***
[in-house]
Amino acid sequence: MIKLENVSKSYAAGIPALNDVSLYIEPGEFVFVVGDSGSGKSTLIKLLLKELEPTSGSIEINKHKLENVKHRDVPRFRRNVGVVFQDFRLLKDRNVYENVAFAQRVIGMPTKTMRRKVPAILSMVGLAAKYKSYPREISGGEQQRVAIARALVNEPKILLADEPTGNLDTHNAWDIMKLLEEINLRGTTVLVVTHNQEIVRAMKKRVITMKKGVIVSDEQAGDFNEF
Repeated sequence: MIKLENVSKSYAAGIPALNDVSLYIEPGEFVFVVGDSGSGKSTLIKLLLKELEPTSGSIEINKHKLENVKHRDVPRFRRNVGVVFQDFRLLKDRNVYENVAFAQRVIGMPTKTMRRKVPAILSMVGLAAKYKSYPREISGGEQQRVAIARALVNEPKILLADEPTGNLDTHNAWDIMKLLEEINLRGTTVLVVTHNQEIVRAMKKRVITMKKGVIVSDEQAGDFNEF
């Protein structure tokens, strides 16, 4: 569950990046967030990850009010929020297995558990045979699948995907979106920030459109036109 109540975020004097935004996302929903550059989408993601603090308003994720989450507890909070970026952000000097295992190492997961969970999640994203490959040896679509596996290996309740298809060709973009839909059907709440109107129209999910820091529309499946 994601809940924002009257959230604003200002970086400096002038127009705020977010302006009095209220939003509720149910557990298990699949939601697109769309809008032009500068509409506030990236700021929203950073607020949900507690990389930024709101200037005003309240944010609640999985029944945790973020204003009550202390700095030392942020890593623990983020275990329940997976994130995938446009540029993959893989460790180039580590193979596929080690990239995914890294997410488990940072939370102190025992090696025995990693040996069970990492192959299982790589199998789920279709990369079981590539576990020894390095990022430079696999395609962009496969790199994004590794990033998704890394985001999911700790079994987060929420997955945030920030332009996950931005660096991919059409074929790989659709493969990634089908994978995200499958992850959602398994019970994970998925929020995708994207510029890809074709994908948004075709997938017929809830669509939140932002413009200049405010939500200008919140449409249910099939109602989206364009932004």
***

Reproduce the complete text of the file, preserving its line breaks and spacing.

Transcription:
[in-house]
Amino acid sequence: MIKLENVSKSYAAGIPALNDVSLYIEPGEFVFVVGDSGSGKSTLIKLLLKELEPTSGSIEINKHKLENVKHRDVPRFRRNVGVVFQDFRLLKDRNVYENVAFAQRVIGMPTKTMRRKVPAILSMVGLAAKYKSYPREISGGEQQRVAIARALVNEPKILLADEPTGNLDTHNAWDIMKLLEEINLRGTTVLVVTHNQEIVRAMKKRVITMKKGVIVSDEQAGDFNEF
Repeated sequence: MIKLENVSKSYAAGIPALNDVSLYIEPGEFVFVVGDSGSGKSTLIKLLLKELEPTSGSIEINKHKLENVKHRDVPRFRRNVGVVFQDFRLLKDRNVYENVAFAQRVIGMPTKTMRRKVPAILSMVGLAAKYKSYPREISGGEQQRVAIARALVNEPKILLADEPTGNLDTHNAWDIMKLLEEINLRGTTVLVVTHNQEIVRAMKKRVITMKKGVIVSDEQAGDFNEF
């Protein structure tokens, strides 16, 4: 569950990046967030990850009010929020297995558990045979699948995907979106920030459109036109 109540975020004097935004996302929903550059989408993601603090308003994720989450507890909070970026952000000097295992190492997961969970999640994203490959040896679509596996290996309740298809060709973009839909059907709440109107129209999910820091529309499946 994601809940924002009257959230604003200002970086400096002038127009705020977010302006009095209220939003509720149910557990298990699949939601697109769309809008032009500068509409506030990236700021929203950073607020949900507690990389930024709101200037005003309240944010609640999985029944945790973020204003009550202390700095030392942020890593623990983020275990329940997976994130995938446009540029993959893989460790180039580590193979596929080690990239995914890294997410488990940072939370102190025992090696025995990693040996069970990492192959299982790589199998789920279709990369079981590539576990020894390095990022430079696999395609962009496969790199994004590794990033998704890394985001999911700790079994987060929420997955945030920030332009996950931005660096991919059409074929790989659709493969990634089908994978995200499958992850959602398994019970994970998925929020995708994207510029890809074709994908948004075709997938017929809830669509939140932002413009200049405010939500200008919140449409249910099939109602989206364009932004």